This story cannot be displayed because Storify is overloaded.

A Slave’s Voice

Monday, July 30th, 2012

This digital story was created by 8th grade American History teacher Daniel Medina. It is a great example of how students can adopt a historical voice and point of view to illustrate an important issue.

Daniel was a student with me in “Digital Storytelling in the Curriculum” at UC/Denver, Summer 2012. This is how he introduced himself:

“When I scrolled through the course catalog I noticed an interesting class called Digital Storytelling in a Curriculum. I thought to myself, “That sounds pretty cool, a class the focuses on personal narrative using technology.” As an 8th grade American History Teacher I believe this can go a long way in the classroom by engaging students and allowing them to approach learning in a variety of ways. I am excited to see what this course has to offer because I currently use storyboards for many of my ELL students. So I figured, “I have to see what this course is about!” On a more personal note, I feel like the course could benefit my ministry, as I am a Youth Pastor at our church. Storytelling plays an important role through the Bible and the testimonies that people have to share.”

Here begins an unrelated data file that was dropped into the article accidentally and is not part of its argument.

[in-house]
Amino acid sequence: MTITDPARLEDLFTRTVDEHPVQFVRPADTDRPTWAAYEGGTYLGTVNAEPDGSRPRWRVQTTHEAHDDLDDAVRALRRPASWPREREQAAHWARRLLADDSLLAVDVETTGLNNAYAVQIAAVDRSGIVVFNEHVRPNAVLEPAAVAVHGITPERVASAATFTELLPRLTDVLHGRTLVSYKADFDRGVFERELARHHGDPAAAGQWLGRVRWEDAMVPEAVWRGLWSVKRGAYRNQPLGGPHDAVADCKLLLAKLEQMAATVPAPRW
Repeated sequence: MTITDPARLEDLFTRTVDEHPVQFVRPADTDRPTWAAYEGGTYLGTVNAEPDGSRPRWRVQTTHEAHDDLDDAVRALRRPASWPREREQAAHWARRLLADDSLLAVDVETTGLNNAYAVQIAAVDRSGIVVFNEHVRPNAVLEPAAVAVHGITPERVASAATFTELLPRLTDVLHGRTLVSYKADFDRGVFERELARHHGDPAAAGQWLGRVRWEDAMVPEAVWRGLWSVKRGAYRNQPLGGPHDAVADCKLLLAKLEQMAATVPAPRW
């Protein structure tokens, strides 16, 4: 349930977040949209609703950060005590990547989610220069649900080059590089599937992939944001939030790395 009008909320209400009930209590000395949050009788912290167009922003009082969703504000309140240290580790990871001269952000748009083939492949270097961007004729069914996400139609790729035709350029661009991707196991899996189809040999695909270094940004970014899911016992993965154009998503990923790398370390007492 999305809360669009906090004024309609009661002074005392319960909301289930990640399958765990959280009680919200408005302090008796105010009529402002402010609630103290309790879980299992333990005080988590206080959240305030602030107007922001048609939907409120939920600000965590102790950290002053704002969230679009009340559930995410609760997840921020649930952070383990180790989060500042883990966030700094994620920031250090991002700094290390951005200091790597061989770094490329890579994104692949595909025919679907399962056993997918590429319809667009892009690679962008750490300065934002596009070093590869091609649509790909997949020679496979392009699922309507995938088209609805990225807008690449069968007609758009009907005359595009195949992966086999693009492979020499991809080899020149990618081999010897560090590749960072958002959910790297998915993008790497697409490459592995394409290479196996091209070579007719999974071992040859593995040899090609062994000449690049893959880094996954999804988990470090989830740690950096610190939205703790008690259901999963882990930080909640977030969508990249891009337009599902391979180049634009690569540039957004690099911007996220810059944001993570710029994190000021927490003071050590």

At the War Memorial

Monday, July 30th, 2012


“Those whose sacrifice this Cenotaph commemorates were among the men
who, at call of King and Country, left all that was dear, endured hardship,
faced danger, and finally passed from the sight of men by the path of
duty, giving their own lives that others might live in freedom. Let those
who come after see to it that their names be not forgotten.”


At the War Memorial

The sun was out when I got there. I went out in it, and I saw a young person– a student – I thought, lying on the slanted lawn of the war memorial. He was pale as a cave cricket. I was squinting as I came down the steps through the park. The sun was in my eyes.

“…pale as a cave cricket…”